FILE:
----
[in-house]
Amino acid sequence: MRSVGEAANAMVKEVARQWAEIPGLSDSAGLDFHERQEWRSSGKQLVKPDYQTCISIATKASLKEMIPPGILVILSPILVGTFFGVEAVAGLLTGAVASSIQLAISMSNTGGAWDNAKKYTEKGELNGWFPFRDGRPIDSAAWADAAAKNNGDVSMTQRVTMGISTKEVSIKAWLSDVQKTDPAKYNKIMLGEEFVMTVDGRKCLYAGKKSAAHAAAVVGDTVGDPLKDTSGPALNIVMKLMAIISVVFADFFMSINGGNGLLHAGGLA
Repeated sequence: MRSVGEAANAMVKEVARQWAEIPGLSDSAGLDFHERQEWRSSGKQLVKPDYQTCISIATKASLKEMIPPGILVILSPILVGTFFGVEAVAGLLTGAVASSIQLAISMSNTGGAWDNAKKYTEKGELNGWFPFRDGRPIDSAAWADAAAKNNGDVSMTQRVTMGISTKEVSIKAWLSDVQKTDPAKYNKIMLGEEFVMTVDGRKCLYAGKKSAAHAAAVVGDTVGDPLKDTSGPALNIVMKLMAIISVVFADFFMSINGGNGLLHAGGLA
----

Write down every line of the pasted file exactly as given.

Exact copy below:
[in-house]
Amino acid sequence: MRSVGEAANAMVKEVARQWAEIPGLSDSAGLDFHERQEWRSSGKQLVKPDYQTCISIATKASLKEMIPPGILVILSPILVGTFFGVEAVAGLLTGAVASSIQLAISMSNTGGAWDNAKKYTEKGELNGWFPFRDGRPIDSAAWADAAAKNNGDVSMTQRVTMGISTKEVSIKAWLSDVQKTDPAKYNKIMLGEEFVMTVDGRKCLYAGKKSAAHAAAVVGDTVGDPLKDTSGPALNIVMKLMAIISVVFADFFMSINGGNGLLHAGGLA
Repeated sequence: MRSVGEAANAMVKEVARQWAEIPGLSDSAGLDFHERQEWRSSGKQLVKPDYQTCISIATKASLKEMIPPGILVILSPILVGTFFGVEAVAGLLTGAVASSIQLAISMSNTGGAWDNAKKYTEKGELNGWFPFRDGRPIDSAAWADAAAKNNGDVSMTQRVTMGISTKEVSIKAWLSDVQKTDPAKYNKIMLGEEFVMTVDGRKCLYAGKKSAAHAAAVVGDTVGDPLKDTSGPALNIVMKLMAIISVVFADFFMSINGGNGLLHAGGLA